Why should we remove phosphorus and how do we do it efficiently?

Why should we remove phosphorus and how do we do it efficiently?

Why should we remove phosphorus and how do we do it efficiently?

Phosphorus (P) in waste water discharge into a water body is often the limiting nutrient for primary productivity in the water. Hence excessive P may lead to eutrophication.

There has been an increasing demand to achieve very low effluent total phosphorus due to more stringent discharge limits imposed on waste water treatment plants in Europe. Total P levels below 0.10 mg/l require treatment alternatives, well beyond the current technologies.

What phosphorus fractionation is present in waste water effluent?

Secondary effluent of a well performing plant typically contains total phosphorus levels in the range of 0.4 – 1.2. Actual performance depends on the primary and secondary treatment technologies applied. Total phosphorus is a sum parameter, which should be differentiated to analyse the best possible removal method. Phosphorus is present in soluble (pass 0.45 micron filter) and particulate form. Both soluble and particulate phosphorus consist of reactive P (also indicated as ortho P), poly P and organic P.  Dissolved organic phosphorus is hard to remove at all and may contribute to 0.05 – 0.2 mg/l. Always be aware of this! You could reach a threshold which is difficult to pass.

What should the additional treatment look like?

If you want to remove phosphorus to say 0.10 mg/l you need to find ways to remove both particulate and soluble phosphorus effectively. Waste water treatment effluent will – per definition – contain both particulate and soluble phosphorus. Samples at Dutch waste water treatment plants show levels of particulate and soluble phosphorus, both in the range of  0.2 – 0.6  mg/l.

Hence the appropriate tertiary treatment technologies should be able to chemically convert the soluble phosphorus and also be an extremely effective barrier for particulate phosphorus by removing solids.

Which technologies are applicable?

We have applied three technologies, which have the power to remove phosphorus to levels less than 0.10 mg/l. Disc and cloth filtration are useful as a compact solution which sometimes might fit nicely into the hydraulic line diagram of the existing treatment plant. Continuous media filtration has also proved to be a very suitable solution for phosphorus removal. It also offers the possibility to combine nitrogen and phosphorus removal in one treatment process. We will always seek for the best possible solution for your case.

Effluent Reuse Theme Park Efteling

The popular theme park Efteling in the south of the Netherlands launched a drought prevention program. In order to reduce the total volume of ground water abstraction to feed the numerous water ponds in the park. Groundwater levels tended to drop as a result of the abstraction. Therefore effluent from waste water treatment plant Kaatsheuvel is used for replenishing water in the ponds. With particular focus to remove phosphorus to levels below 0.10 mg/l total phosphorus to prevent any eutrophication and algae blooming in the ponds.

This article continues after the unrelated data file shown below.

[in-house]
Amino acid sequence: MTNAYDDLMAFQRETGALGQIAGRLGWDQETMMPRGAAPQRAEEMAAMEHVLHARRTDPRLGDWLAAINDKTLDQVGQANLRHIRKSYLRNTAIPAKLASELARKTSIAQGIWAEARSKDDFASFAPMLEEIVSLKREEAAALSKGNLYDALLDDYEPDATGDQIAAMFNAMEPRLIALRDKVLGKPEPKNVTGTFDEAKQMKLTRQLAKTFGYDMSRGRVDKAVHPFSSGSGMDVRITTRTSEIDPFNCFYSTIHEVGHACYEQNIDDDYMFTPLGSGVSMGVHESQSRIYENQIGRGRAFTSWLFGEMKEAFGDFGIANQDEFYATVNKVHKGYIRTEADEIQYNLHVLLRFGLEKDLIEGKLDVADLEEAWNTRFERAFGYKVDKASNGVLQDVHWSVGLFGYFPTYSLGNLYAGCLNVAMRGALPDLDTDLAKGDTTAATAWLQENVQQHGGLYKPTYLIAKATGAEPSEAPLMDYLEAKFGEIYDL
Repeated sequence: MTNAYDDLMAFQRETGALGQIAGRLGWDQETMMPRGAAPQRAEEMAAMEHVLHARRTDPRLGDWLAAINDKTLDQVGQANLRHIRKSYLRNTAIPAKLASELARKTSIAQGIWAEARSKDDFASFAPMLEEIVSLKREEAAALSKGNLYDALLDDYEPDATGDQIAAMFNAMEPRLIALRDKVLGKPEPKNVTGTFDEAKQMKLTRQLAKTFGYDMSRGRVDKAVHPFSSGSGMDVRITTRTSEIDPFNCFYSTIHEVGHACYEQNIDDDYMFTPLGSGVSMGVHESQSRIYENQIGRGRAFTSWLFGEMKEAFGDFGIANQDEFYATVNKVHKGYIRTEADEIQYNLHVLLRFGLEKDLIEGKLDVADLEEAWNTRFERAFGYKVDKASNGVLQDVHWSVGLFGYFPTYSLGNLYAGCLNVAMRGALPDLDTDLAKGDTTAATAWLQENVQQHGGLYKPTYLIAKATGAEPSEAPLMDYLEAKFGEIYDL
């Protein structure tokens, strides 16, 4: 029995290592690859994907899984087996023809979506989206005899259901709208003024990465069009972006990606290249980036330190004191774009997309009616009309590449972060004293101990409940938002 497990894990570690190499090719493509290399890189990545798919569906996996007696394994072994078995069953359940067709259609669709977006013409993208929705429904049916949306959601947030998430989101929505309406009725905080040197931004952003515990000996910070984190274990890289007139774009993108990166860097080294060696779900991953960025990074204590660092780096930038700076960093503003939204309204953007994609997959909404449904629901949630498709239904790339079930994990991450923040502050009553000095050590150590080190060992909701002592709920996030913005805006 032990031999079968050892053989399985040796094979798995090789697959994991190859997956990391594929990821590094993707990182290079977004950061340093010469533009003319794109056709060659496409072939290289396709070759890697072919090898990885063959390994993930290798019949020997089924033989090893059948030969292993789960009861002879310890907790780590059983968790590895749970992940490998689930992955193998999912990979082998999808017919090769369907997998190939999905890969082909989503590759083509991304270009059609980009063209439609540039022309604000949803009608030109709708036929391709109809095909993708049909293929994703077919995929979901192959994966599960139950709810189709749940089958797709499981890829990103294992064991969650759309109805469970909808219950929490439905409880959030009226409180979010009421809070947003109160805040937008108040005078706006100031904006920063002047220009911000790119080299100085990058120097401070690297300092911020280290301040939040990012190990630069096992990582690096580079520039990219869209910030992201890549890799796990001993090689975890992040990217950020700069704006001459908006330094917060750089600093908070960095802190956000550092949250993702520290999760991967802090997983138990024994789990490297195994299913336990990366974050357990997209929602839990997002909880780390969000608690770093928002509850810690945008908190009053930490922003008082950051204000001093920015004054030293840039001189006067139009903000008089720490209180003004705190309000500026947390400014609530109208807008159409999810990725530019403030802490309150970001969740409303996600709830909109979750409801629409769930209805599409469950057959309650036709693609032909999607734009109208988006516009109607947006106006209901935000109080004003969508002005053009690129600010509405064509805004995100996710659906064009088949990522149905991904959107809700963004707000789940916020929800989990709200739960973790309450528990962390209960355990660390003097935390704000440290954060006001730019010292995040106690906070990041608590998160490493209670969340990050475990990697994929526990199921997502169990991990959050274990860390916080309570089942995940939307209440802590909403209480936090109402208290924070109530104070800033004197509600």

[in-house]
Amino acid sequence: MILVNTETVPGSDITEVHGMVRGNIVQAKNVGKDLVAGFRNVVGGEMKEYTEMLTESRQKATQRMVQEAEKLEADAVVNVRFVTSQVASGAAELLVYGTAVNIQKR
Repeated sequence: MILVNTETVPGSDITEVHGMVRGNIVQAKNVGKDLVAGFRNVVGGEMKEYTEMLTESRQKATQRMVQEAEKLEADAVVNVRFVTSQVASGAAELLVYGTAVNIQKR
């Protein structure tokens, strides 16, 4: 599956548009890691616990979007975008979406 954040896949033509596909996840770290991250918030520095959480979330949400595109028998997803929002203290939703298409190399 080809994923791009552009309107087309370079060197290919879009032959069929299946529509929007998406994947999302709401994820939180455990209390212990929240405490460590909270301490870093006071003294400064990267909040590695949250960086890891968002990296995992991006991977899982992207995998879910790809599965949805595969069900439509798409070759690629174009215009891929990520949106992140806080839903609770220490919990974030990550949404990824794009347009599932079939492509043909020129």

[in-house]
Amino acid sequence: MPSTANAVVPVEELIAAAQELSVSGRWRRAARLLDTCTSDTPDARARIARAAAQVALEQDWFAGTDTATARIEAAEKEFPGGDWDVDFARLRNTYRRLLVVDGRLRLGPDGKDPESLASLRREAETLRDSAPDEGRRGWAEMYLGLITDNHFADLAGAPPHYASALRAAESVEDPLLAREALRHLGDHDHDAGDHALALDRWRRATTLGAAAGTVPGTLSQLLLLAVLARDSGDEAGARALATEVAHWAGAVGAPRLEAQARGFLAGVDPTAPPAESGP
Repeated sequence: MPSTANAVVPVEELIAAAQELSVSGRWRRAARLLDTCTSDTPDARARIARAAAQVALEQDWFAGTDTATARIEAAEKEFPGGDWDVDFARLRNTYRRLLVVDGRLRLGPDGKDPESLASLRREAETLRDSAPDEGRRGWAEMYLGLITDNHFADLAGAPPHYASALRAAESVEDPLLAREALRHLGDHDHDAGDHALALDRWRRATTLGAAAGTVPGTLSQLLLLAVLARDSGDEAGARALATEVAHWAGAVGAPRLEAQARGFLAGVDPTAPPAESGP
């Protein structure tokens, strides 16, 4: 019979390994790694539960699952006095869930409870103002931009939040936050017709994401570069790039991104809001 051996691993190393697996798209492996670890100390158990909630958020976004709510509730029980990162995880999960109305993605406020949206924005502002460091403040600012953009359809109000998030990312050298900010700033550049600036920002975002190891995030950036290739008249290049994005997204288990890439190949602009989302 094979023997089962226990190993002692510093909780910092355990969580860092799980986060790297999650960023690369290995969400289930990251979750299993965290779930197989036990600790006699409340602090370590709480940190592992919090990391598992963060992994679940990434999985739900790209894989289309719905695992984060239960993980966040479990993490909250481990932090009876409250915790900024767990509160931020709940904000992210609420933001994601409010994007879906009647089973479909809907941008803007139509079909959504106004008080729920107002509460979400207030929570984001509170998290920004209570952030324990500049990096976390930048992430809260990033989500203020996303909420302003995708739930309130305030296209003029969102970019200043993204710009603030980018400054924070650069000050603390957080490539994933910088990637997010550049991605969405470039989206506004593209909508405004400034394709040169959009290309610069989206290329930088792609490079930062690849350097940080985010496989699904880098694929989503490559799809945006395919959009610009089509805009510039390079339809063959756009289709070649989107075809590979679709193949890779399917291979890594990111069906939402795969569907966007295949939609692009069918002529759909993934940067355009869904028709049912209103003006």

Download this paper to find out:

How we manage to consistently meet very low total phosphorus levels with continuous tertiary sand filtration.

How the Sand-Cycle monitoring tool continuously contributes to run the plant without any anomalies.

Which results are obtained year-on-year for various parameters, including total phosphorus, suspended solids, BOD, nitrogen.


We are happy to collaborate with our clients to meet their objectives.
And we highly appreciate their feedback!

We are operating a big tertiary filter plant consisting of 24 filter cells to remove nitrogen and phosphorus prior to effluent discharge. The plant is in operation since 2009, and in the beginning we tried to monitor the filters by using an ultrasonic sand circulation measurement tool. This did not work. After Brightwork implemented Sand-Cycle in 2016, this proved to be very useful in our day-to-day operations. We have managed to operate the filters in the most optimal way and we are very happy to use such a powerful tool.

Jan Boonstra

Wetterskip Fryslân

Conway Engineering were engaged by the Client to design, build and commission a turnkey solution for the treatment of contaminated leachate from dredging operations at Alexandra Basin, Port of Dublin, Ireland. The key challenges included the level of contamination, the onerous discharge standards, the site area available and the limited sampling data initially available for design.

The open collaborative approach with Brightwork allowed us to design and develop a bespoke treatment process that was optimised and extended on site to ensure compliance with the strict environmental licensing in place. This partnership resulted in successful delivery of the Client’s brief to the highest standards

Jennifer MacNamara

Conway Engineering

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We are always open for queries and suggestions. Please do contact us if you have a particular question, remark or request.